[PATCH] Inverse post-order traversal for LiveVariables analysis, to recover the performance after r214064

Ted Kremenek kremenek at apple.com
Tue Aug 12 22:38:31 PDT 2014

> On Aug 12, 2014, at 1:22 AM, Artyom Skrobov <Artyom.Skrobov at arm.com> wrote:
>>>> It is true that this inverts the order, but I don't think this
>>>> definition of po_iterator is used anywhere except the constructor
>>>> for PostOrderInverseCFGView.
>>> You're right, it's not; but equally the definition of
>>> PostOrderCFGView::po_iterator isn't used anywhere except the
>>> constructor for PostOrderCFGView: it's declared privately,
>>> and it's not used by any PostOrderCFGView consumers.
>> Ok, that makes sense now, but it makes me feel the APIs themselves
>> are a bit misleading/confusing.  (see below)
> Would it help make things a bit clearer if we move this private typedef out
> of PostOrderCFGView declaration, into PostOrderCFGView constructor body?
> (And the same for the new PostOrderInverseCFGView)

It's actually a lot clearer to me now.  But there may be some benefits in making this implementation detail truly private, especially if it is used in only one place.  That would remove some stuff from the header file, cleaning up the interface.

>>>> There is no virtual definition of the 'dequeue' method, so
>>>> 'dequeue' (which is declared in DataflowWorklistBase) uses
>>>> the po_iterator defined in DataflowWorklistBase, which is
>>>> the wrong definition for reverse analysis.
>>> No, dequeue() uses PostOrderCFGView::iterator, which
>>> iterates over the Blocks vector. So, the only factor
>>> affecting the order of iteration is how the Blocks vector
>>> is initialized in the PostOrderInverseCFGView constructor.
>> I see it now.  From an API perspective it is very confusing,
>> because the name "PostOrderCFGView" implies the iteration
>> always is in that order.
> Well, that's true: PostOrderCFGView always does it in the "normal" order,
> and PostOrderInverseCFGView always does it in the inverse order.

The standard terminology is "forward" and "backwards" analysis.  "Normal" implies a bias, when there really isn't one.

The names are also not quite right.  A "forward" analysis uses a "reverse postorder", while a "backwards" analysis uses a "postorder" traversal.  Thus the names really should be:

  PostOrderCFGView (for backwards analysis)
  ReversePostOrderCFGView (for forwards analysis)


http://en.wikipedia.org/wiki/Data-flow_analysis <http://en.wikipedia.org/wiki/Data-flow_analysis>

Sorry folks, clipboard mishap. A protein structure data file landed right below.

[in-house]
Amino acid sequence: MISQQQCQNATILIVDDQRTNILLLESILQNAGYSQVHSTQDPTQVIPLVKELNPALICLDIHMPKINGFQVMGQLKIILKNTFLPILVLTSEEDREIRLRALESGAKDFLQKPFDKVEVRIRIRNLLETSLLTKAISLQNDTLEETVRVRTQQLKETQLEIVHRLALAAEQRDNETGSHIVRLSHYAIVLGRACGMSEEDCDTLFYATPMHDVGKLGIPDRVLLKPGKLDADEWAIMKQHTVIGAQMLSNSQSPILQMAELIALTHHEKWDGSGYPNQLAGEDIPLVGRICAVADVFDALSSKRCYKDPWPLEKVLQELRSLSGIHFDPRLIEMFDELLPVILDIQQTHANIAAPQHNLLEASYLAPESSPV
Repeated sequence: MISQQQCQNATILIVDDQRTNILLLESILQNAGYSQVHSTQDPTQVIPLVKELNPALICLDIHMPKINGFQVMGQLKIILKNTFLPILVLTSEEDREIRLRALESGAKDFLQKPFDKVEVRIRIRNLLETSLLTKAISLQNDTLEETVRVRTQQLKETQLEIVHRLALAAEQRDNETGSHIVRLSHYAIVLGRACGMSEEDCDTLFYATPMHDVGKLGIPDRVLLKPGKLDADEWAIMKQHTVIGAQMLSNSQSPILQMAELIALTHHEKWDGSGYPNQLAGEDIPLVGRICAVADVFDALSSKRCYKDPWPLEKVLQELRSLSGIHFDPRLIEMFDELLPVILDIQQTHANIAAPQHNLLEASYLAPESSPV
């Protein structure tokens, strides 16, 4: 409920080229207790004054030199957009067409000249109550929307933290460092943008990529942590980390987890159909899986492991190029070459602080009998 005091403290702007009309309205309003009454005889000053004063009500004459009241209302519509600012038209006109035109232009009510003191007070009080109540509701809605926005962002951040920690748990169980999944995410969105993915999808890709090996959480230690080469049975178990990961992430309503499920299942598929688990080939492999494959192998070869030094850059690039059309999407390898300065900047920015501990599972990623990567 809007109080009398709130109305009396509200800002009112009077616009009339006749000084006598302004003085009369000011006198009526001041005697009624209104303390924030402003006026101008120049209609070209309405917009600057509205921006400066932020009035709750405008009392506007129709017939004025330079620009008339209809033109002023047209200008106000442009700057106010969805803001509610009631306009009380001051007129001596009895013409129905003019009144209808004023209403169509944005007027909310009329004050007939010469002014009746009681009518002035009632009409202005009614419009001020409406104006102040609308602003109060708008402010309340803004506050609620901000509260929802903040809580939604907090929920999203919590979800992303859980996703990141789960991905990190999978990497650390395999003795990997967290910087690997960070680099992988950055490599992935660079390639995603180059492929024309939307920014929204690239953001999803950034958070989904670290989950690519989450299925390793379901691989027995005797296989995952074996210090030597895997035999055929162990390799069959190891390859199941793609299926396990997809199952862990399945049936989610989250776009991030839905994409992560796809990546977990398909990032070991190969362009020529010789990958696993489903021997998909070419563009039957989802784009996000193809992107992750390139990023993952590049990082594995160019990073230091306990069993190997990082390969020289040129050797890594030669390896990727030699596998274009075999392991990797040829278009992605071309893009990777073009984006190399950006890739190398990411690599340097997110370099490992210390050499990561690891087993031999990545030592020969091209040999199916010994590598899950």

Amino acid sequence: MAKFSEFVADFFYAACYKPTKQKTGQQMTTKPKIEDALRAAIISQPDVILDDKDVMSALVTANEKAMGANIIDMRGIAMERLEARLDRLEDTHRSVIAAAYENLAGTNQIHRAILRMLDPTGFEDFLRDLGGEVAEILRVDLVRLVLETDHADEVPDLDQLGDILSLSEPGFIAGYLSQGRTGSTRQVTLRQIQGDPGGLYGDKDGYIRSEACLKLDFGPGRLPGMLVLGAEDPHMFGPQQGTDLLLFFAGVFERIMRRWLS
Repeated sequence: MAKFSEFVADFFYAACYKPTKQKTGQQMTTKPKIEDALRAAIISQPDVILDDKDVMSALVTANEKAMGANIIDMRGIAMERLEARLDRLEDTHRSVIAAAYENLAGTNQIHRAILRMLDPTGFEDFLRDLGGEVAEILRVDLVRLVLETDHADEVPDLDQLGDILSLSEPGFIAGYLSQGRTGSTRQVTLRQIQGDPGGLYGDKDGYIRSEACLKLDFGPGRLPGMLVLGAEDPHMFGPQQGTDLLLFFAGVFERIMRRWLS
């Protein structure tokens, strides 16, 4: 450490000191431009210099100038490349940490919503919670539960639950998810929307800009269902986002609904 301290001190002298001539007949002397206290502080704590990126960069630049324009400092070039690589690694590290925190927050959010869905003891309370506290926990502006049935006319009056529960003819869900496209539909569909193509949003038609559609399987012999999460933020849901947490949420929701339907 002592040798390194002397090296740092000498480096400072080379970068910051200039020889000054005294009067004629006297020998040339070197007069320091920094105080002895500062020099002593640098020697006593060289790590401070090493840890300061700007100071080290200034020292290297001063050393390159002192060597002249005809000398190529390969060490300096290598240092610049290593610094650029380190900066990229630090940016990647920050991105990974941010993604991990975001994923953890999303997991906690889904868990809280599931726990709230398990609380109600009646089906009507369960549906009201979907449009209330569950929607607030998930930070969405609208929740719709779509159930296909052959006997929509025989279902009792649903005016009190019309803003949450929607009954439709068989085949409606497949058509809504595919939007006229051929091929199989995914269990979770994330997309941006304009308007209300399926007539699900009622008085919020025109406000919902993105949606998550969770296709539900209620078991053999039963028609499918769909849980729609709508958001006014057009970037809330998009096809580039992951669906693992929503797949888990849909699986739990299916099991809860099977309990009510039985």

("the order matters")

>> Also the comment is very misleading if we are doing a reverse
>> analysis:
>> // Next dequeue from the initial reverse post order.  This is the
>> // theoretical ideal in the presence of no back edges.
>> Technically we'd be doing the opposite thing if this was a
>> reverse analysis.  The comment if anything is what hung me
>> up on thinking it was doing the wrong thing.
> The terminology here is a bit muddy, but I took it that "reverse" means
> "back to forward", in the sense of using Blocks.rbegin() for the iteration
> (which still applies to DataflowWorklistInverse); while "inverse" means
> "bottom to top", in the sense of po_iterator visiting predecessors instead
> of successors for each block. Assuming this terminology, DataflowWorklist
> uses "reverse normal order", and DataflowWorklistInverse uses "reverse
> inverse order"; but the comment in question remains valid in both cases.
> (I guess I should add the above paragraph into a comment in
> DataflowWorklist.h?)

Per my comment above, let's keep with the standard terminology: "forward" and "backwards".

But I'm wondering about the refactoring here in your patch:

> -  void sortWorklist();
> +class DataflowWorklist : public DataflowWorklistBase {
> +public:
> +  DataflowWorklist(const CFG &cfg, AnalysisDeclContext &Ctx)
> +    : DataflowWorklistBase(cfg, *Ctx.getAnalysis<PostOrderCFGView>()) {}
>  };
> +class DataflowWorklistInverse : public DataflowWorklistBase {
> +public:
> +  DataflowWorklistInverse(const CFG &cfg, AnalysisDeclContext &Ctx)
> +    : DataflowWorklistBase(cfg, *Ctx.getAnalysis<PostOrderInverseCFGView>()) {}
> +};
> +
>  } // end clang namespace

We're getting specialized behavior via subclassing, but I'm wondering if we can make this simpler.  What if we just have a "DataflowWorklist" class with one constructor that takes an enum indicating a forward or backward analysis.  Based on the enum we construct a PostOrderCFGView or a ReverseOrderCFGView.  Both of those could subclass some common class, say DataflowCFGView, that provides the iterator.  There is thus no need to duplicate DataflowWorklist.

Honestly, we may not need two classes for the CFG view either, especially if all we are doing is putting the order in the Blocks vector.  That seems like we just need a "CFGView" class that initializes the Blocks vector based on the order specified when the CFGView object is constructed.

The nice thing about this is that we don't get an expansion of classes and concepts.  All we have is a worklist that consults a CFG ordering.
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